Codie Otte

Curatorial Assistant and Specimen Preparator

Ornithology & Mammalogy Department

Filed under: Uncategorized — project_lab @ 11:16 am

April 3, 2013

A Mouse? A Bird? It’s a Mousebird!

Recently, I’ve been preparing some very cool specimens from South Africa. South Africa has a unique array of habitats and an incredible amount of biodiversity, which means that it is home to a wide variety of animal and plant species. There are 858 bird species found there! Here, you can see six different species that I pinned to dry.


Although all of the different species are equally interesting, one of my favorites is a unique bird called a mousebird. There’s not a lot of recent research published about these birds, so they are an invaluable part of our collection. Historically, mousebirds were found in Europe, but presently are only found in Africa. They are the only species in the family Coliidae as well as the order Coliiformes, and there are only six species total. So, why are they called mousebirds?


As you can see, they have very long tails and their body feathers are short and fur-like. An even more interesting feature is the fact that they can rotate their first and fourth digits on their feet to effectively grasp on to a variety of surfaces. This allows mousebirds to scurry along the branches of trees, much like a mouse might. Combined with its physical appearance, it’s clear how this bird got its name.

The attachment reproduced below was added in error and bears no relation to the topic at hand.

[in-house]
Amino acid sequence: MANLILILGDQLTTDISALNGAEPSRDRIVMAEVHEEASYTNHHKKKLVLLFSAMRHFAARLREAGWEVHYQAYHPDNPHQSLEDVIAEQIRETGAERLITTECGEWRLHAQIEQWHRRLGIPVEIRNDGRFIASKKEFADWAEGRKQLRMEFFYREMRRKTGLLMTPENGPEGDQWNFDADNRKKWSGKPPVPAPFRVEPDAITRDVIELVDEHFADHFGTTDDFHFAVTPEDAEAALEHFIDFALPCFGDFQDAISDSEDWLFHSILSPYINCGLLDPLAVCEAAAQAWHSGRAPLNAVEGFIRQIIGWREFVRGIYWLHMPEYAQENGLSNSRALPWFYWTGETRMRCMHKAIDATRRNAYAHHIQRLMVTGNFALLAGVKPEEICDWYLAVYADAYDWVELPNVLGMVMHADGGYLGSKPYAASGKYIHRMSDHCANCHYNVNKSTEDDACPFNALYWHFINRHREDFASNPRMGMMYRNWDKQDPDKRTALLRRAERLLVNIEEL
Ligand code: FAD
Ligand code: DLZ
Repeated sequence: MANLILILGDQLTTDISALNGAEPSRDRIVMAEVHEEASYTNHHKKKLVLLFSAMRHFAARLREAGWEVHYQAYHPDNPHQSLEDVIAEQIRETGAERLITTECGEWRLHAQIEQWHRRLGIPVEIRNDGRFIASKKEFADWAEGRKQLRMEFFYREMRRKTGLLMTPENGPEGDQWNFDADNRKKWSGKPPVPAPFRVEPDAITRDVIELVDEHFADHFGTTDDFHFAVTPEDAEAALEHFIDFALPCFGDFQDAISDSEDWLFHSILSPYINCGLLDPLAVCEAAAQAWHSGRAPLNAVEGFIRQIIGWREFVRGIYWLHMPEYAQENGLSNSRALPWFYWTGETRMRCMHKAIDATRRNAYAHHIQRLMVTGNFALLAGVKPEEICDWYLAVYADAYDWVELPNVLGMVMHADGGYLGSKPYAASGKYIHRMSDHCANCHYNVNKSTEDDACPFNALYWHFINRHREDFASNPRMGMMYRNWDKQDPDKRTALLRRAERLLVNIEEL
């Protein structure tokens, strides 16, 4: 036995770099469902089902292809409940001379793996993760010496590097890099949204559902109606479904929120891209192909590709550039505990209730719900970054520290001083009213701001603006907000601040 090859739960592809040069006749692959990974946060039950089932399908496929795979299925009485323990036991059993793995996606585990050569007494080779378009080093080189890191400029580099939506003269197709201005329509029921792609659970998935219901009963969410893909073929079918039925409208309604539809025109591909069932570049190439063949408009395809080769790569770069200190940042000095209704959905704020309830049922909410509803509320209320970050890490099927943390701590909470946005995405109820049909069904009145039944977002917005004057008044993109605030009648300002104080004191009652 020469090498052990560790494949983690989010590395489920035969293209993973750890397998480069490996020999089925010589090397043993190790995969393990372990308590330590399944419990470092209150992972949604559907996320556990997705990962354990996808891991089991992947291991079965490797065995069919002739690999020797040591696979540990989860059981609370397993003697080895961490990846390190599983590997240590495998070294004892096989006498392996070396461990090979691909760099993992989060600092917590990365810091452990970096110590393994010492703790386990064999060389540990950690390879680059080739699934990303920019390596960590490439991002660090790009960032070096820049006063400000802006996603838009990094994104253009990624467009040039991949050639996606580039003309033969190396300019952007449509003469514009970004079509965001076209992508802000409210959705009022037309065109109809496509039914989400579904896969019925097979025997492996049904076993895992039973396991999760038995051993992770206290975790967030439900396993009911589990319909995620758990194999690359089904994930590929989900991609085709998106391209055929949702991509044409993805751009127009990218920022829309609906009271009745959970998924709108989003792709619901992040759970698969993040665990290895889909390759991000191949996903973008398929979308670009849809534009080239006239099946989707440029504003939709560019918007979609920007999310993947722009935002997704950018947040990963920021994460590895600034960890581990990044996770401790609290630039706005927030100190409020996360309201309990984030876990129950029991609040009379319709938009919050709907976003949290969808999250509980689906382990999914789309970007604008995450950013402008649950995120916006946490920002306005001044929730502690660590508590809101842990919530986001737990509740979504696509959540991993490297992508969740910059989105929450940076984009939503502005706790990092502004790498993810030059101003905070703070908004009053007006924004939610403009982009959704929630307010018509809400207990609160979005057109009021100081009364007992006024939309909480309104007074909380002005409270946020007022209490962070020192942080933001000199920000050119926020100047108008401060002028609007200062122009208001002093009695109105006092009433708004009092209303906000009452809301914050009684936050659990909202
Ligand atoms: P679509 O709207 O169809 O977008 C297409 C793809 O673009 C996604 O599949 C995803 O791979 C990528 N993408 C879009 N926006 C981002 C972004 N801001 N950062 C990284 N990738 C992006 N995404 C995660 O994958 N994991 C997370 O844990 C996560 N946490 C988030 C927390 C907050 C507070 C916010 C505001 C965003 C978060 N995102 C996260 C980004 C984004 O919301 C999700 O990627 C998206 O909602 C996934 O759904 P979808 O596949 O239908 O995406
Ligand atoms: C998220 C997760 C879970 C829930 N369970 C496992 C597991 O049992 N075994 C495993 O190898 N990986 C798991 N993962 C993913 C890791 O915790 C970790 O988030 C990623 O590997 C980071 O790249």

In our research collection, we have specimens of four of the six species of mousebirds, three of which are found in South Africa. The Blue-naped Mousebird, third bird from the left, is found in Eastern Africa. Having these study skins gives researchers the opportunity to learn more about these fascinating birds.


It’s always a nice change to be able to prepare study skins of birds that aren’t from California. If you ever are lucky enough to travel to Africa, hopefully you’ll catch a glimpse of a mousebird before it scurries away!

Laura Wilkinson

Curatorial Assistant and Specimen Preparator

Ornithology and Mammalogy

Filed under: Uncategorized — project_lab @ 12:30 pm